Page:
4 Common Parenting Styles, and How They Can Affect Your Kid in the Future
When you become a parent, you quickly realize that your decisions can affect who your child will grow up to be. And it can be stressful and overwhelming to choose whether you should be strict or lenient with your kids. Research has identified 4 types of parenting based on how demanding parents are of their kids and how responsive they are to them. And there’s one type that works better than others.
Bright Side hopes to offer some help in understanding how the way you raise your kids might affect them in the future. So here are the 4 parenting styles.
1. You’re strict and controlling.
Authoritarian parents are very strict and controlling. Their children have to blindly follow their rules without asking any questions. Negotiating with them is not an option, as it will be considered backtalk. They don’t take their children’s feelings and opinions into consideration. When their child breaks a certain rule, they might use punishment instead of discipline. Such parents might call their approach “tough love” and believe that it will better prepare their child for the real world.
Unfortunately, this type of parenting can be really damaging to a child. Children of authoritarian parents are often less independent, more insecure, have problems with self-esteem, and have poor social skills that are important for leadership. This happens because their opinions weren’t valued when they were little and because their parents always decided things for them.
Apart from that, authoritarian parenting can make children aggressive and authoritarian themselves in future relationships. Such children might not learn right from wrong because they were never given any explanations, and that can turn them into liars since they always want to avoid punishment. Because rules were always strictly imposed on them, they might also have issues with self-control.
2. You’re attentive and democratic.
Authoritative parents are similar to authoritarian parents because they also set boundaries and create rules. However, what’s different is that they explain their actions and decisions to their children. They are more attentive, and they take their children’s thoughts and emotions into account. Instead of punishing their children, they use discipline and reinforce good behavior.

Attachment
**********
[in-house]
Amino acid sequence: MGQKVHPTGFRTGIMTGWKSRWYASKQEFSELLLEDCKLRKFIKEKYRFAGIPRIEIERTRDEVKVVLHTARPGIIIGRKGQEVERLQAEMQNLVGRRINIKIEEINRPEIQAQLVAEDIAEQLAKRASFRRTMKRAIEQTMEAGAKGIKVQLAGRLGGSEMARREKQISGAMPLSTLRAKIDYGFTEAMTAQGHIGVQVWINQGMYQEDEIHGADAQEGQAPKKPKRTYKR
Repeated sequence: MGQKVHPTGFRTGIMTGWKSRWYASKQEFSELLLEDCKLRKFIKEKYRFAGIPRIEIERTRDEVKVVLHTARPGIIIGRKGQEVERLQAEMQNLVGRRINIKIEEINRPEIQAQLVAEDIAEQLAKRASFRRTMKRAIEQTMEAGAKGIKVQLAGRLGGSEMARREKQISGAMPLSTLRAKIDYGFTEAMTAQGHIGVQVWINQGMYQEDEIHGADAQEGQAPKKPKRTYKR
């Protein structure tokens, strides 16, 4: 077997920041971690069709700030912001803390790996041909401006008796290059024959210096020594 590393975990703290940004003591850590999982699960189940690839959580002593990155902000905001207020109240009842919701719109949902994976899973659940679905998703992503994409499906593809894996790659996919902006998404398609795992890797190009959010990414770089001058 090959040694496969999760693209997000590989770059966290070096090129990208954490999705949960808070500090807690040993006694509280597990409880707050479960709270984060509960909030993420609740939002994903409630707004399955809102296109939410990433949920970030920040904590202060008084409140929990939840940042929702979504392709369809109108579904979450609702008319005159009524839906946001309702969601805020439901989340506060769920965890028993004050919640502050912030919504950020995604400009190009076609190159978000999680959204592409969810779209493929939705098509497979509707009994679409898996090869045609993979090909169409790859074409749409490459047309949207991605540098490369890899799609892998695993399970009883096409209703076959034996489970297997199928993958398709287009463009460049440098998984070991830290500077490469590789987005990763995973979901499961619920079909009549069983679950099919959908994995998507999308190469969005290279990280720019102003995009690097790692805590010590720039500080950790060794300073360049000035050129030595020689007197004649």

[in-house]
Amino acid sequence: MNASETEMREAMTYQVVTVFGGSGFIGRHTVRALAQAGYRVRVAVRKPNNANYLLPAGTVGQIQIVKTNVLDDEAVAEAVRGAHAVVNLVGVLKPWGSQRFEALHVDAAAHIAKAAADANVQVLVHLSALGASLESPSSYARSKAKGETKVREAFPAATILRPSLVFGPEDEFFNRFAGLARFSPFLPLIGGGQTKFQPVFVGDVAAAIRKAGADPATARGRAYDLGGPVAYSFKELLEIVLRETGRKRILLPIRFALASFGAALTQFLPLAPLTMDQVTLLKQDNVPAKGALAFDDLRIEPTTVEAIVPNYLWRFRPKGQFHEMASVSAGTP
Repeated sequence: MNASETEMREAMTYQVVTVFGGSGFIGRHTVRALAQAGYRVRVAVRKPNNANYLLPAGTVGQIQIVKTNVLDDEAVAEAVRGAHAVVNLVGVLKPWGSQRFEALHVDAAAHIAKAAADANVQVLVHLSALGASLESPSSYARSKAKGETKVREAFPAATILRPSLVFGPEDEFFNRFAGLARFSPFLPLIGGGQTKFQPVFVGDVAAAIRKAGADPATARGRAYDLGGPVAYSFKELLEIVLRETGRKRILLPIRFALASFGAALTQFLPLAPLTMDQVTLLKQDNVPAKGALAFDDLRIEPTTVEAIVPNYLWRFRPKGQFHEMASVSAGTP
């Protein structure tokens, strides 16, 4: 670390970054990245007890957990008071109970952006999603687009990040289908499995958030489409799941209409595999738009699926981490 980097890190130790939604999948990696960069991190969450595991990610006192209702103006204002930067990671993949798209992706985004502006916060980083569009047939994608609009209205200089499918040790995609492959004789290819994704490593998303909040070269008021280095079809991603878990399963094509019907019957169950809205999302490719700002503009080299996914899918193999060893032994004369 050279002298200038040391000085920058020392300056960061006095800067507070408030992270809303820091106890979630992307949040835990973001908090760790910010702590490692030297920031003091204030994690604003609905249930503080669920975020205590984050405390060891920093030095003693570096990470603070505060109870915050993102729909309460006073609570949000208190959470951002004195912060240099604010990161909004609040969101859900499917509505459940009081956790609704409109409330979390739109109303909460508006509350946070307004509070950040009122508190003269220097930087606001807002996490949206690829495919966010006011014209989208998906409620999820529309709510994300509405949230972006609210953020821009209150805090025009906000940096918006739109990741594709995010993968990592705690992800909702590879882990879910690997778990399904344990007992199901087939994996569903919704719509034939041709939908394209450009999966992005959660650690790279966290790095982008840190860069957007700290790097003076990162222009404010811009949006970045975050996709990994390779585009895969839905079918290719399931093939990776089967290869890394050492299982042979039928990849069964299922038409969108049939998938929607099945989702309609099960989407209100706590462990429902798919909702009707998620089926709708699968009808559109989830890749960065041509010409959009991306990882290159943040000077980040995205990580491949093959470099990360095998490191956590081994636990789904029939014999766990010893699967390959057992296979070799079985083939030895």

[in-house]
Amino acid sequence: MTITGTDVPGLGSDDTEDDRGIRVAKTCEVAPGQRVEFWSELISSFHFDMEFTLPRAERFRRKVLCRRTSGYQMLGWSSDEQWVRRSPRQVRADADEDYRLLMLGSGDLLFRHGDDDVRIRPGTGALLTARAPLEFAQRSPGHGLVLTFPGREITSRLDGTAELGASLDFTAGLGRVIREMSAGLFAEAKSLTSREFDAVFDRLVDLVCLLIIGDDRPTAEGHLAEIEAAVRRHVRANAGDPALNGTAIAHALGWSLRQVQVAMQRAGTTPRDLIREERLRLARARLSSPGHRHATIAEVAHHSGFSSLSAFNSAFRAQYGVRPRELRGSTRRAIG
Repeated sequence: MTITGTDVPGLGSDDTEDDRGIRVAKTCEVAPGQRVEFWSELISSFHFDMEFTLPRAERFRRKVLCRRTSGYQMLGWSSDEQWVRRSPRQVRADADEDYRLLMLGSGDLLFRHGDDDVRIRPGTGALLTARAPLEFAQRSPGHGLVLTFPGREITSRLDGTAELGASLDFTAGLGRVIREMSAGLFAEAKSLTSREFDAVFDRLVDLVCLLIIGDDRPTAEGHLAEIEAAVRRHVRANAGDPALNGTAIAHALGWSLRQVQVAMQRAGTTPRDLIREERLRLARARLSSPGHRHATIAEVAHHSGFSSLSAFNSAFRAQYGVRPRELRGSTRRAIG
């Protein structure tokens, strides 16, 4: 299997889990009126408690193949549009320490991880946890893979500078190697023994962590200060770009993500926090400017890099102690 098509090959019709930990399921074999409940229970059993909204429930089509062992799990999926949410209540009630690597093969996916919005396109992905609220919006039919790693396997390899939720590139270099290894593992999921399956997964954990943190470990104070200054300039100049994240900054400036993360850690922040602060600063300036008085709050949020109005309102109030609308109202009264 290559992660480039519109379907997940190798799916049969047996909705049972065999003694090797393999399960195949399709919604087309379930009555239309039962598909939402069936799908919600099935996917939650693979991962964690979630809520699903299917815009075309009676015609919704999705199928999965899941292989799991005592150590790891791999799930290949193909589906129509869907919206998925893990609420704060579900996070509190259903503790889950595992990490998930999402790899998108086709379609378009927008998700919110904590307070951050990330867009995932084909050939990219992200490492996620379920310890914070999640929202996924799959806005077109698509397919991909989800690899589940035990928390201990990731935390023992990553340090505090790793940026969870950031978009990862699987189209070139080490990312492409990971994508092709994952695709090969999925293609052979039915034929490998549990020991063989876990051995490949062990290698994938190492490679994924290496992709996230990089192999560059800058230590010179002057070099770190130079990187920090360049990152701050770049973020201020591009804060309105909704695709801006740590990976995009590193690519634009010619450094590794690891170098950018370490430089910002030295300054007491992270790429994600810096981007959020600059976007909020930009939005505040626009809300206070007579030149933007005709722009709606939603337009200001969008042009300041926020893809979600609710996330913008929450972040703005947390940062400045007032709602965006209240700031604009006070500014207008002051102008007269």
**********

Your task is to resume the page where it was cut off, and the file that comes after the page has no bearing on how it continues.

This type of parenting is also referred to as democratic because children are allowed to voice their opinions and have healthy discussions with their parents. Authoritative parents also invest a lot of energy into their kids’ development, but they aren’t overly controlling. Their children are allowed to make mistakes and learn from them without having to be punished.
Children of authoritative parents are more likely to be independent and self-confident. They are better at making decisions on their own, and they have good communication skills. They also have better self-control and emotional skills, and they’re more empathetic. All these skills can help them become successful in life.
3. You’re too lenient.
Permissive parents might also set rules, but they rarely enforce them. It might be hard for them to say no or to discipline their children, and bad behavior might be easily forgiven. They’re more of a friend than a parent. Permissive parents value their children’s feelings and desires, maybe even too much, which can end up negatively affecting the kids.
Because such indulgent parents rarely use discipline, their children might have problems with self-control and following rules, which can have a negative impact on their social life. They might also feel entitled to get whatever they want. Children of permissive parents often have low self-esteem and display poor academic performance.
4. You’re neglectful.
Uninvolved parents are barely present in their children’s lives and have little effect on their development. They don’t set a lot of rules or provide their kids with enough support or guidance, and they expect their kids to raise themselves. However, such neglect isn’t always intentional. It’s often the case in families where a parent is overwhelmed with their own problems, like stress at work or mental health issues.
Children of uninvolved parents might have problems with self-esteem and academic performance. They might have trouble controlling their emotions, resulting in them being impulsive. It can also be hard for them to follow rules, communicate, and form close relationships with others because they didn’t get that love and support when they were little.
Do you agree with this typology? What do you think is the best parenting strategy?